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Dr. Joao Paulo Solar Vasconcelos receives the Frances A Shepherd Award

Transverse colon primary analysis for CO20 and CO17
Dr. Solar Vasconcelos awarded the Frances A Shepherd Award

Congratulations to Dr. Vasconcelos, a BC Cancer GI Medical Oncology Fellow, was selected by the CCTG review committee to be awarded the The Frances A Shepherd Award for his abstract: Transverse colon primary analysis for CO20 and CO17 which was selected for the ASCO Gastrointestinal Cancers Symposium. The January 21, 2023 poster presentation was recognized with a symposium merit award - awarded to fellows/oncology trainees whose research is addressed in high-quality abstracts submitted to the meeting and recognized for its scientific merit.

“I am deeply honored to have been selected for the prestigious Frances A. Shepherd Award. This is a huge incentive for a trainee to carry on with research. As with any scientific project this was a group effort and could not have been done without the valuable help from my supervisor Dr. Jonathan Loree and the co-authors. Our abstract was built upon exceptional work done by the investigators involved in the CO17 and CO20 trials. Those pivotal trials are still providing answers to important questions years after their completion. That shows the importance of well-designed and conducted clinical trials and CCTG leadership in the field," says Dr. Vasconcelos.

The Frances Shepherd Award is given to investigators or post-graduate trainees, traveling to present CCTG related work at major international meetings where the material has been accepted for presentation.

There is still an opportunity to apply until June 2023.

About the abstract

In this abstract, researchers examined the predictive and prognostic characteristics of transverse colon as a primary tumor location in a cohort of patients with metastatic colorectal cancer (mCRC) from the Canadian Cancer Trials Group {CCTG) CO.17 and CO.20 trials. The results showed that transverse colon mCRC has comparable predictive and prognostic features to right sided mCRC. Additionally, we found that left-sided primary tumors had a better overall prognosis and response to treatment with Cetuximab in this cohort of heavily pre-treated patients.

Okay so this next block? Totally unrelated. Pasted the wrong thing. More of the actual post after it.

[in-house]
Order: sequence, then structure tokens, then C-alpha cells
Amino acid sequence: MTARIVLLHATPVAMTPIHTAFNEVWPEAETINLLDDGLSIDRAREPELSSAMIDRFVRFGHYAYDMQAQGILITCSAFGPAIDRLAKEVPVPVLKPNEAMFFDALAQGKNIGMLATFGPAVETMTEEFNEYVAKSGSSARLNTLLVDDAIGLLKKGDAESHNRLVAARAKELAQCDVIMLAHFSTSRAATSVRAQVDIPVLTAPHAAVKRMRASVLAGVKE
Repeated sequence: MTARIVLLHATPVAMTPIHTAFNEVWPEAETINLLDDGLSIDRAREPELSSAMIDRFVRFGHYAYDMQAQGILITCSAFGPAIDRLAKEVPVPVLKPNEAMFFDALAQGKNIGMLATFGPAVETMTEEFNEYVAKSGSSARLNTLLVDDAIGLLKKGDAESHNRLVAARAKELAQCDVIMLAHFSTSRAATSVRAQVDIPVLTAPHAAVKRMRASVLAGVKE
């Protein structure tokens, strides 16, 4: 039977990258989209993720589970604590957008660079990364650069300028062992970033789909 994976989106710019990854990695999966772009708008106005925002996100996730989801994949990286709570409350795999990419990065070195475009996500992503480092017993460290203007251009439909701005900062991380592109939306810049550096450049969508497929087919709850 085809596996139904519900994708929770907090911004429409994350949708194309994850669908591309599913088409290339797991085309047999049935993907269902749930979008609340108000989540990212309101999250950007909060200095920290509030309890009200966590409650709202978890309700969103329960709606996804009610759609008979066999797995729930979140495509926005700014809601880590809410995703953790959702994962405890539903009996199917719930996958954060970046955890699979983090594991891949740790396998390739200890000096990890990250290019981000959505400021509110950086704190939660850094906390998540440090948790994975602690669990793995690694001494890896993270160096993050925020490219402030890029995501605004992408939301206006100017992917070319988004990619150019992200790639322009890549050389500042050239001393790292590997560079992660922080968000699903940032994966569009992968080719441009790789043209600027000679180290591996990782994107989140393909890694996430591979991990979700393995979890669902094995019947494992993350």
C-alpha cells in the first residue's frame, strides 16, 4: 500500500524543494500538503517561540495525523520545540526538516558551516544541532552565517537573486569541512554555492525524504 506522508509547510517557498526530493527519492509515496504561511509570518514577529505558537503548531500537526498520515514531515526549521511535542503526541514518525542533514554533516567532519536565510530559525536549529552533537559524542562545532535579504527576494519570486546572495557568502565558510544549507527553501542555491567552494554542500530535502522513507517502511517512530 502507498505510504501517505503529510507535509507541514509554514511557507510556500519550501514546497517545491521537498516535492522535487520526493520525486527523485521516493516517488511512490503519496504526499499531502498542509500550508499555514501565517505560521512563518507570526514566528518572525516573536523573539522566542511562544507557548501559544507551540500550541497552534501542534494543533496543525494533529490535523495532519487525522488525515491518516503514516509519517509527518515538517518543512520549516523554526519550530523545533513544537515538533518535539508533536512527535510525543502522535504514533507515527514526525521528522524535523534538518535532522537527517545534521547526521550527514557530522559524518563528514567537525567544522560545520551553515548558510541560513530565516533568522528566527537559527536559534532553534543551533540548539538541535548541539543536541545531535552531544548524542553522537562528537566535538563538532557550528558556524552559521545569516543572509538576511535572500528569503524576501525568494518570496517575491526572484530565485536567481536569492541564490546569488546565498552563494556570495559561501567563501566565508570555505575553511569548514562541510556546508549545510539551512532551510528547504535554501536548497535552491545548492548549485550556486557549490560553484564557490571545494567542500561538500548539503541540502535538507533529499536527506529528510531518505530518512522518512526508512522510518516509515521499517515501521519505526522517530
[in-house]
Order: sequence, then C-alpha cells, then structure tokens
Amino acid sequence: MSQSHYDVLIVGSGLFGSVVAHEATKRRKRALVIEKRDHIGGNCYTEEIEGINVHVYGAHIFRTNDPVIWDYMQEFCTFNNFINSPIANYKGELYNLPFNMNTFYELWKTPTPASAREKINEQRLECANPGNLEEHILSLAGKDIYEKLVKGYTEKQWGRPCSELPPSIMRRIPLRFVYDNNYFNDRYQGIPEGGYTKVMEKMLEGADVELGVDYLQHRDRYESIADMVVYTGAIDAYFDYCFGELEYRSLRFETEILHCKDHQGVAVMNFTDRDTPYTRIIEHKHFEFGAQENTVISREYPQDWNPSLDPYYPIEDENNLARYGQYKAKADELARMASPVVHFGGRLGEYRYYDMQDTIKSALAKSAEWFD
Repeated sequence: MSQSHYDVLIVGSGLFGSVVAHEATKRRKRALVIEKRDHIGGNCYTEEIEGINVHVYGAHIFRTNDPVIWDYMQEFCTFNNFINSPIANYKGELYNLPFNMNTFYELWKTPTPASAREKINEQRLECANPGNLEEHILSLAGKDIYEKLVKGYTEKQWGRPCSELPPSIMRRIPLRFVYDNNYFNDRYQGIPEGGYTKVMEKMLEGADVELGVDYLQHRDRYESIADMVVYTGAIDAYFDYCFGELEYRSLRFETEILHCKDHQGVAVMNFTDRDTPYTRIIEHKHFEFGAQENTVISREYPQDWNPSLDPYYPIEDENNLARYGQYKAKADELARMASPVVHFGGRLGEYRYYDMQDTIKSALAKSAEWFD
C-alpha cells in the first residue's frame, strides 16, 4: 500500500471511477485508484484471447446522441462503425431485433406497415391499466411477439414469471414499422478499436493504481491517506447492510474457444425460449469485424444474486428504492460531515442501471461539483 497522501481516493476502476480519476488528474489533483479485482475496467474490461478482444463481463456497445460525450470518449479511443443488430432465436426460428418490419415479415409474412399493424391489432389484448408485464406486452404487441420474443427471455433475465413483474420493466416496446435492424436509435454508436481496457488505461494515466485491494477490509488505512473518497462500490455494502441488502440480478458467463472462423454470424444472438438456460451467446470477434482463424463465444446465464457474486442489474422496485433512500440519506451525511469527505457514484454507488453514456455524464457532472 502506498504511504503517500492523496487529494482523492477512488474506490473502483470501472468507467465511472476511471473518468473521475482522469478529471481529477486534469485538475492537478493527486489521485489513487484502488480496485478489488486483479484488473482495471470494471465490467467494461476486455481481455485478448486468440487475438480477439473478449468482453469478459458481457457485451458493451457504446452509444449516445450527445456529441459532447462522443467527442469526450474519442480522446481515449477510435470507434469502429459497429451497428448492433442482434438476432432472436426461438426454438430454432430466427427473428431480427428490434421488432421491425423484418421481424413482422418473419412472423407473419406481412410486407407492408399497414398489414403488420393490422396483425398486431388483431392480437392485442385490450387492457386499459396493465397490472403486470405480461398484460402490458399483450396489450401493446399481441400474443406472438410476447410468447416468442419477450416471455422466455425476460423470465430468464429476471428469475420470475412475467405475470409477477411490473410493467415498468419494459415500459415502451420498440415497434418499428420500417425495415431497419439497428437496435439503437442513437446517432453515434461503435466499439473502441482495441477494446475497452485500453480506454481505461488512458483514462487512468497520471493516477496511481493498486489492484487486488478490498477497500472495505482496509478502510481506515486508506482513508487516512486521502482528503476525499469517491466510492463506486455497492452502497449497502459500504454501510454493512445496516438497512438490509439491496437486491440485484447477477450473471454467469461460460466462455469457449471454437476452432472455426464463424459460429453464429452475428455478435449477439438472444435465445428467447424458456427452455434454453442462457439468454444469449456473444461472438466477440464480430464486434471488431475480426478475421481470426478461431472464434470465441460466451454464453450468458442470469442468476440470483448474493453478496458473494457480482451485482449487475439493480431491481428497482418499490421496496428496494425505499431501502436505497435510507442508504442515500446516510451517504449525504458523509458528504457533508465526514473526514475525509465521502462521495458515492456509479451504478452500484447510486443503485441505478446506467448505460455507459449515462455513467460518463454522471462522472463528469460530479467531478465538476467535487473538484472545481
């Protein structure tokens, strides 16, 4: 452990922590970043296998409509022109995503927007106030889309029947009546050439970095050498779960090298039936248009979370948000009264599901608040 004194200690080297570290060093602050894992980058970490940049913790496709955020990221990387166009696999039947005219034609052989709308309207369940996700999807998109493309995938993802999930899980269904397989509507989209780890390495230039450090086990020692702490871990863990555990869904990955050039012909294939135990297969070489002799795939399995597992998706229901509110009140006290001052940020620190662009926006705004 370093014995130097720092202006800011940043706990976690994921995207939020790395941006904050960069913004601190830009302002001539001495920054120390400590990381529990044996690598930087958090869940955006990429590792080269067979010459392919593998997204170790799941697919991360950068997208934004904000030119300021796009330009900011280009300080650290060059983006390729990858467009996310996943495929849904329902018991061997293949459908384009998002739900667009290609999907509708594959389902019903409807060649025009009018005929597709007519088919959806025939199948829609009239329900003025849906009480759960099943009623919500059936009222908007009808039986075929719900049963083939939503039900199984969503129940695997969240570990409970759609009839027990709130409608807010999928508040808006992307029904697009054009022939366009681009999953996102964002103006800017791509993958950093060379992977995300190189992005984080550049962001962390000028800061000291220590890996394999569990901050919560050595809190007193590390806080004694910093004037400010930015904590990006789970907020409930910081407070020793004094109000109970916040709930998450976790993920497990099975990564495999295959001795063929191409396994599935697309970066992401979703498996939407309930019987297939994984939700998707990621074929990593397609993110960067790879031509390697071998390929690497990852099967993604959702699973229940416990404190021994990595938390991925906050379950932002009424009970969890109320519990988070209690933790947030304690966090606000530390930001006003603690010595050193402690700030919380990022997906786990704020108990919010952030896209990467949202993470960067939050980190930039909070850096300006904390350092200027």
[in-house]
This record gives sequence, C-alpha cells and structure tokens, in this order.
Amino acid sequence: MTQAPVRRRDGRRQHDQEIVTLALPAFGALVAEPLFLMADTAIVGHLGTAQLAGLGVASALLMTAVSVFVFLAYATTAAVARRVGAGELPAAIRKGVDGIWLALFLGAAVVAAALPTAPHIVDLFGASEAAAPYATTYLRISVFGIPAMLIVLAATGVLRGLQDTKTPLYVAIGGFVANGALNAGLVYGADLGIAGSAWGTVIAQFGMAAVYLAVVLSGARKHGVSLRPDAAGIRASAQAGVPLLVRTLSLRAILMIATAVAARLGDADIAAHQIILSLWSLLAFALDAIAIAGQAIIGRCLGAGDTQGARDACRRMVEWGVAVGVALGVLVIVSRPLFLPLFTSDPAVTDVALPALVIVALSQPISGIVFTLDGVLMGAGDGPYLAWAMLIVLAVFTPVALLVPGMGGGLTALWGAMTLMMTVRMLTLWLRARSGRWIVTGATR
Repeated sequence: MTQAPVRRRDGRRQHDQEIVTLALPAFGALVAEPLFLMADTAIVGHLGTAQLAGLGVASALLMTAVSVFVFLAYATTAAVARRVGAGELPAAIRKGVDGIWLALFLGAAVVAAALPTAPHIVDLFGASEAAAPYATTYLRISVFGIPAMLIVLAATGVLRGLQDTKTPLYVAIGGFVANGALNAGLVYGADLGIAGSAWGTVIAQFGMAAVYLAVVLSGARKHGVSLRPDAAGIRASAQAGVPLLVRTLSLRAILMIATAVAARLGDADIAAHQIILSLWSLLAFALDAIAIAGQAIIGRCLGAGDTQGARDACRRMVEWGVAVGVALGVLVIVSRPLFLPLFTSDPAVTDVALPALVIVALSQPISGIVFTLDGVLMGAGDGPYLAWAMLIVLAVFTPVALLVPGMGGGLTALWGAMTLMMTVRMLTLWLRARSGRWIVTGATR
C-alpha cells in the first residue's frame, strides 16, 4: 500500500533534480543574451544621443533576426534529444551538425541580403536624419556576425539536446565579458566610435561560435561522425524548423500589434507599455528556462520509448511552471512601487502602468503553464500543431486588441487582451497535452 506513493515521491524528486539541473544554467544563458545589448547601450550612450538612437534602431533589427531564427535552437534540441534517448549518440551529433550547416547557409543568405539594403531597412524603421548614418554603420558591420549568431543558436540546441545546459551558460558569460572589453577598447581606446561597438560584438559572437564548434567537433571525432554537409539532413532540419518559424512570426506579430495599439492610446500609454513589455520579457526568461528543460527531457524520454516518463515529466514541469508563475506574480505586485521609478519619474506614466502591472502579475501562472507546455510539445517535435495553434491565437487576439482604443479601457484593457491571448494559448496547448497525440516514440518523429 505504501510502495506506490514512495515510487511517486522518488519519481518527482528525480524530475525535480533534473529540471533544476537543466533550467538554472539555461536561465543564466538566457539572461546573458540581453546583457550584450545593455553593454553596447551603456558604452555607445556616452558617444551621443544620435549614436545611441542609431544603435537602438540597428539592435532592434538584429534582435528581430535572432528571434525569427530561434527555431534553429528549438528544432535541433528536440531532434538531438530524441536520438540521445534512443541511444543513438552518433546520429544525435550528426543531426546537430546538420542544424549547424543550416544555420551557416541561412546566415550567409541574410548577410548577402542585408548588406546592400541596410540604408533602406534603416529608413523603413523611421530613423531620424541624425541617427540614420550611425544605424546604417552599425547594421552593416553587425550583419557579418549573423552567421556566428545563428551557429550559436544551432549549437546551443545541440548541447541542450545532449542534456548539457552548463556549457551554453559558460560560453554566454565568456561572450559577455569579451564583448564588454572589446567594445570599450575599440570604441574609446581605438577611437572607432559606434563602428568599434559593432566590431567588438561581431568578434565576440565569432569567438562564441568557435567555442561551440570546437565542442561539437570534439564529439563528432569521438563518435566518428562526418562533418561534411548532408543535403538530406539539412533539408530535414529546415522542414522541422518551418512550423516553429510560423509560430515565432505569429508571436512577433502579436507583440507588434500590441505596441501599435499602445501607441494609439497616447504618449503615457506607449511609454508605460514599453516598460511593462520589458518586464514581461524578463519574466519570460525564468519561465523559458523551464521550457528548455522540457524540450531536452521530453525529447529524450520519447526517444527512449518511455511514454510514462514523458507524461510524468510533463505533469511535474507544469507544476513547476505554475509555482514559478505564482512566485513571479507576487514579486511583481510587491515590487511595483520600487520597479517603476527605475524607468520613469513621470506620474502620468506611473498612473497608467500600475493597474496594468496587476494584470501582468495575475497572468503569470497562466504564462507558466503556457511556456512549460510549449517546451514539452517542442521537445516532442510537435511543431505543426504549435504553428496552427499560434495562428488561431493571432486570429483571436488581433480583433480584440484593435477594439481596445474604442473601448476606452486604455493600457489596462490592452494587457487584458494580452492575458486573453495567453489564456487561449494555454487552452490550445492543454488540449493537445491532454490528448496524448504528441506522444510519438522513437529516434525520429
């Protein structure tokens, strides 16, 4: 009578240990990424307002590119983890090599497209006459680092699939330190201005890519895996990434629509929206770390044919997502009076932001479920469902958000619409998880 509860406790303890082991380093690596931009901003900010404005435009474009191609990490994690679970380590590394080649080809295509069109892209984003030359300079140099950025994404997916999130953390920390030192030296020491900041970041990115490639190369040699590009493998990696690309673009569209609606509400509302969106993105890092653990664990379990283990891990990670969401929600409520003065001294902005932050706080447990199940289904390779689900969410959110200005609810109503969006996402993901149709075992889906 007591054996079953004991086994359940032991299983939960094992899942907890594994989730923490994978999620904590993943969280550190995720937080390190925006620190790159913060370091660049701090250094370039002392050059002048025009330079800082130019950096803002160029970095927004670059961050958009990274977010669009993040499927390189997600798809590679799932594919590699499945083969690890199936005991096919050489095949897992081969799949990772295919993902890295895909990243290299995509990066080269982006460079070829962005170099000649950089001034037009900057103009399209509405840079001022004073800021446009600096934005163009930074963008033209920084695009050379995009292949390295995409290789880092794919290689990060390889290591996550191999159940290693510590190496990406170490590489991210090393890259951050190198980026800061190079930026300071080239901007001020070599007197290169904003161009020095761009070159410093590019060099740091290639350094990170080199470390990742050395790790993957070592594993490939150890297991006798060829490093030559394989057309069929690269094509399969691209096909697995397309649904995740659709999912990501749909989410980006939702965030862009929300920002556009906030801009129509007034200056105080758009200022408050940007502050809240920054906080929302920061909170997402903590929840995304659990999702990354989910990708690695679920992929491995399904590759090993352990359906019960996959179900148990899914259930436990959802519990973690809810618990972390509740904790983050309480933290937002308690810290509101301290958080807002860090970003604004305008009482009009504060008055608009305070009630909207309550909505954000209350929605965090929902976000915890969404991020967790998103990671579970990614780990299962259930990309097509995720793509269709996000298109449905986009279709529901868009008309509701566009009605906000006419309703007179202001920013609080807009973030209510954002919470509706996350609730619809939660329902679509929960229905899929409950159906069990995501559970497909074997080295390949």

The findings provide important information as it clarifies that the optimal division for sidedness should be after the transverse colon. It moves the field forward since previous data on mCRC arising from the transverse colon was limited due its exclusion from many landmark analysis. Furthermore, the study expands the knowledge of reduced efficacy of Cetuximab in non-left sided metastatic mCRC from first line setting to latter line. Finally, the results may be useful for informing the development of future clinical trials and treatment guidelines for mCRC as well as help clinicians to make better treatment recommendations, potentially leading to improvement in patients outcomes.

Results: 553 patients were included, 201 (36.3%) from CO.17 and 352 (63.7%) from CO.20. Primary site distribution was: 32 (5.8%) transverse, 101 (18.3%) right and 420 (75.9%) left. On multivariate analysis from 457 (82.6%) patients treated with Cet, left side was associated with superior OS (HR, 0.40; 95% CI, 0.24-0.68,p = 0.0006) and PFS (HR, 0.48; 95% CI,0.29-0.79, p = 0.004) compared to transverse colon. No significant difference was noted in OS (HR, 0.74; 95% CI,  0.41-1.31, p = 0.30) and PFS (HR, 0.79; 95% CI, 0.46-1.36, p = 0.40) between right side versus transverse colon. Sidedness was not associated with prognostic difference in OS or PFS in the 96 (17.4%) patients receiving BSC alone. Outcomes according to primary site and treatment are shown in table 1. Conclusions: Transverse mCRC has comparable prognostic and predictive features to right sided mCRC. In keeping with previous studies, left side was predictive of greater Cet benefit and presented better overall prognosis when single agent Cet was used after 5-FU, oxaliplatin and irinotecan.